The Transformative Power of Listening

One of the hats I wear is to be the Clinical Lead Commissioner for Maternity Services in North Lancashire and I chair the Maternity Commissioning Group for Morecambe Bay. iu-1Over the last few years, Morecambe Bay has been under huge public and governmental scrutiny due to some sad and significant failings at UHMBFT, our acute NHS Trust. This lead to the in-depth and wide-ranging “Kirkup Review” through which we have learned together some sobering and important lessons.


In 2013, we carried out what is called a ‘Picker Survey’ in the Bay and had a startling reality check. 44% of the women we aimed to care for told us that they did not feel treated with kindness or respect. It was a devastating figure for us to hear. So, learning from the ‘Leeds Poverty Truth Challenge’, we learned that we needed to allow ourselves to really listen to what women were saying to us, to hear their stories and let the impact of those stories begin to change us. One of the great advocates for women, compassionate care, kind listening and careful communication in this area is Mel Gard, a Doula, who facilitates our ‘Maternity Services Liaison Committee’ (MSLC) around the Bay. The MSLC is a group of women and men who use our services, which Julia Westaway must be credited for facilitating so well. Over the last three years in particular, they have taken the time to build relationships with those of us whoiu-4 commission and provide services and in effect ‘speak truth to power’. Mel and many others have brought to us stories of times when listening and communication skills have been excellent within our maternity service and times when they have been clumsy at best and detrimental or abusive at worst. This has begun a culture change and a survey carried out in 2015 has seen this startling figure reduce to 26% (we know this is still far too high, but it is a vast improvement).


It is only in encountering the ‘other’ that we are really changed. Alan Alda says this, “Listening is being able to be changed by the other person.” There is no point in hearing the stories and impact of poor communication on our patients if it does not fundamentally change us and our practice. In the NHS, we’re so used to being the experts that we sometimes think we have the right to tell people what they should do, rather than really listening to them and understanding what is important to them, the person who is the expert in their own life and situation. It is partnership and not dictatorship that we need. It is a willingness to learn together rather than an arrogance that knows how to ‘fix’ things that we must develop. So, together with the MSLC we have devised an entire learning exercise for all those who work within our maternity service. We are going to allow ourselves to encounter the ‘other’, on their terms, not ours, and let the impact of their stories transform us. So, in the next couple of weeks, women from around the Bay are going to film and tell their stories in a variety of ways and this film will then be used as a learning tool for every person who works in our service around the Bay, including cleaners, the nursing auxiliary team, midwives, obstetricians of all grades etc in some wide-ranging attitudinal and communication training. Amazingly, we have just won a national grant of £65000 to help us do this really well, thanks to the exceptional work of Lindsay Lewis, our lead manager and Sascha Wells, our Head of Midwifery.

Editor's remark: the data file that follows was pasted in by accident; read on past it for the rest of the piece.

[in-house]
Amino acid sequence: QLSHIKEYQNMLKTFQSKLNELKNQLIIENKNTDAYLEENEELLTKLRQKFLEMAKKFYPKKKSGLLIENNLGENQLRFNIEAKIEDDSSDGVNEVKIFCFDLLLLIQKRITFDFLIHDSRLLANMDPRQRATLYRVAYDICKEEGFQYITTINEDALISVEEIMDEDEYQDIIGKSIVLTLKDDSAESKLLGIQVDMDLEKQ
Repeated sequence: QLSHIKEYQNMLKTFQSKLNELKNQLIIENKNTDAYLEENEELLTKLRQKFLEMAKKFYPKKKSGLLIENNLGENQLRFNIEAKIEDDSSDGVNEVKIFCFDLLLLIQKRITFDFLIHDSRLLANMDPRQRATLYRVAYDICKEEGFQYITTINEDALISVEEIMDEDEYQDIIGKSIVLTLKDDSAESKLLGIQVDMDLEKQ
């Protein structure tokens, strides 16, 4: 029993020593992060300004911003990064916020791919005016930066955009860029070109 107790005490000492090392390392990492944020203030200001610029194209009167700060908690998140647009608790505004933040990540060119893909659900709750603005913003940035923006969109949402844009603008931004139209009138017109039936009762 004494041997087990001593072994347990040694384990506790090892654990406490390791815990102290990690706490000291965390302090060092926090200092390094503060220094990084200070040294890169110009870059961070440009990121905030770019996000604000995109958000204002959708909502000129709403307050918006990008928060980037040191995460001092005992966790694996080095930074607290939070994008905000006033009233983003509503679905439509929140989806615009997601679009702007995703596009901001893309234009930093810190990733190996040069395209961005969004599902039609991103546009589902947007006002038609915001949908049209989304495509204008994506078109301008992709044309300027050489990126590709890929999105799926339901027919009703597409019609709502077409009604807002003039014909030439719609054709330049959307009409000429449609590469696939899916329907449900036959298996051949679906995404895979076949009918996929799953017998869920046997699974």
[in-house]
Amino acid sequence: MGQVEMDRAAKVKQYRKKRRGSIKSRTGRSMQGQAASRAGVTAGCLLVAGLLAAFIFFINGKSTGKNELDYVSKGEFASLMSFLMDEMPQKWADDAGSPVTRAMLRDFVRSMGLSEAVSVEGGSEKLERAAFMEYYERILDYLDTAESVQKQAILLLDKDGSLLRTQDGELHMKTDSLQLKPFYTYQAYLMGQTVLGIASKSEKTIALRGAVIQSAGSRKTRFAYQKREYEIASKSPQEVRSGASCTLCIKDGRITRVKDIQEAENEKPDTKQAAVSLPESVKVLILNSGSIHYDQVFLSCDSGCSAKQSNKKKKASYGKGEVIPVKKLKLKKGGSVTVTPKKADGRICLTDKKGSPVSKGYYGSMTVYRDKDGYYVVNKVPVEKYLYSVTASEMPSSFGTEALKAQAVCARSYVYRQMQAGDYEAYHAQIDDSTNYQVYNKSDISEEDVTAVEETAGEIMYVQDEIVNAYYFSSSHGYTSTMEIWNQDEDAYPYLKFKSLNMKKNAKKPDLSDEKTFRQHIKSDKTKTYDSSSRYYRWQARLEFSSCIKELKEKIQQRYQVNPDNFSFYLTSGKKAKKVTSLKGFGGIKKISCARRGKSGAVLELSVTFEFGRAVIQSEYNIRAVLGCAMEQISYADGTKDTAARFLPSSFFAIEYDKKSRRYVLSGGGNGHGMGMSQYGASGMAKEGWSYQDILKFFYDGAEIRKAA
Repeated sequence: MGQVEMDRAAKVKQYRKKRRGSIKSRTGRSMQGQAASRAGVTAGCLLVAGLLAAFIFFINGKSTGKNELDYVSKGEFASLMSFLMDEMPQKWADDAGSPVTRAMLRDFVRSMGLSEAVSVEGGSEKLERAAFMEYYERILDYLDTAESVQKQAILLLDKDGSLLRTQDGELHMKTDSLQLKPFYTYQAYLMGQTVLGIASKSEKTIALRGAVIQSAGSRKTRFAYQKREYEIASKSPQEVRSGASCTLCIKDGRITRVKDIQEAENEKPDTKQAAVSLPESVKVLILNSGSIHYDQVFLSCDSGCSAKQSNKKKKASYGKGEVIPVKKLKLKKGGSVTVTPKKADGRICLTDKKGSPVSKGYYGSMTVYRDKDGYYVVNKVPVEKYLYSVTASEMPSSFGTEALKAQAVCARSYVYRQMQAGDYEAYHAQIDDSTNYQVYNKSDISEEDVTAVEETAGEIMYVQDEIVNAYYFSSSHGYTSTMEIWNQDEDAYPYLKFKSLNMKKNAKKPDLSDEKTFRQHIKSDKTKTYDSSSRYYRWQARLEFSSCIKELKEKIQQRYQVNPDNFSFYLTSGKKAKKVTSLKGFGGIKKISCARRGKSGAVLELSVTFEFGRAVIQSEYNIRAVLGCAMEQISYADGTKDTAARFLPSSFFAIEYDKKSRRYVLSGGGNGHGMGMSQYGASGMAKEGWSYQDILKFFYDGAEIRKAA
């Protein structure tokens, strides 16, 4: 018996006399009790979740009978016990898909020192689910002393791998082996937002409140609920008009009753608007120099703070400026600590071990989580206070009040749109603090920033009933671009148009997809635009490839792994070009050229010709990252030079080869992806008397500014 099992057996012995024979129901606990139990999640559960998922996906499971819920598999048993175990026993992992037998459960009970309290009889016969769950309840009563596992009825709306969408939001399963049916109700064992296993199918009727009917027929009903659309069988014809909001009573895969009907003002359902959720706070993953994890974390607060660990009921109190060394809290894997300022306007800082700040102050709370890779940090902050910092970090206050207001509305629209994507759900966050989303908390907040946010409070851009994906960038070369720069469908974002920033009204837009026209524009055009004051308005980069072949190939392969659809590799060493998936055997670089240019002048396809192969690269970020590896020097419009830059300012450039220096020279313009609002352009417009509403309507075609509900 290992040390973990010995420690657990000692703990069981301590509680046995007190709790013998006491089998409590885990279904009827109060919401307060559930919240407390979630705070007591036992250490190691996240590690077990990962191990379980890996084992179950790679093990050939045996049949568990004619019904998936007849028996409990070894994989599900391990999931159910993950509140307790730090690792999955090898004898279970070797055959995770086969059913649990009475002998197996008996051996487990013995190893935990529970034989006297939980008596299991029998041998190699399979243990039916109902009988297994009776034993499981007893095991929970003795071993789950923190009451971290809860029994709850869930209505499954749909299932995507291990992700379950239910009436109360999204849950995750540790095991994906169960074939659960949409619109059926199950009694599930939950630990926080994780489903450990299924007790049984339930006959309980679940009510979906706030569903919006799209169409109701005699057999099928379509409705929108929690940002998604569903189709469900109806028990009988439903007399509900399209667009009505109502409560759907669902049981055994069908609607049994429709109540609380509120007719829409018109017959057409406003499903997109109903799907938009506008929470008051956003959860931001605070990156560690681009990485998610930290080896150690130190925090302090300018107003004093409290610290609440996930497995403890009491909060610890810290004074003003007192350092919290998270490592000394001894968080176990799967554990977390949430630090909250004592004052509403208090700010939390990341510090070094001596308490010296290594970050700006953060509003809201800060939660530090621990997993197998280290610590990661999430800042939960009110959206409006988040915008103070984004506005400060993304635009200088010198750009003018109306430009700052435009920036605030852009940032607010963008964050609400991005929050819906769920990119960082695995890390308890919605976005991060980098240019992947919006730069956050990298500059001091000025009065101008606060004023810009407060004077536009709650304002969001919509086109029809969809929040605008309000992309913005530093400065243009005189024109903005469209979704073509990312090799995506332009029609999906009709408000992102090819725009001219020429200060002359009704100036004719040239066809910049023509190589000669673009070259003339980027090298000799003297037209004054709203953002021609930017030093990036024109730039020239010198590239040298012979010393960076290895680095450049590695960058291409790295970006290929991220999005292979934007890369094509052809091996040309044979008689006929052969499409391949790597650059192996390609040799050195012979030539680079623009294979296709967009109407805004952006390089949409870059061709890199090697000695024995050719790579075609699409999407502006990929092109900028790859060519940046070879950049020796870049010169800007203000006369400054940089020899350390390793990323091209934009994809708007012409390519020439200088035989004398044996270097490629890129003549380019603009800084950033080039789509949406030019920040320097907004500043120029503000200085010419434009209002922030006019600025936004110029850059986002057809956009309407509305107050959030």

NAWIFUThe idea is straight forward. By hearing the real life stories from around the Bay and allowing ourselves to be impacted by them, we will then use some reflective conversations, and techniques from the ‘Art of Hosting’, to allow the power of real listening to change us and transform our practices. I am so grateful for the women and men who have been brave enough to tell their stories. I am grateful to our senior team that we have bimgreseen willing to be humble and be impacted by these stories. I am grateful for relationships and partnerships that are being established between those of us who provide services and those who use them. I am grateful for the tenacity of people who want to see our cultures change. I am grateful for ‘The Leeds Poverty Truth Challenge’ and its far reaching consequences. I am grateful for the opportunity to break down barriers and find positive ways forward. I am grateful for the transformative power of listening and the change that can happen when we really encounter another human being. Better Care Together is so much better when we work together with those we are trying to serve.


Stanley Hauerwas said this: “I was smart, but I had not yet learned to listen.” The NHS is full of really smart people. When we learn to listen, our ‘smartness’ will become real wisdom, and with wisdom, we can bring real, lasting change.




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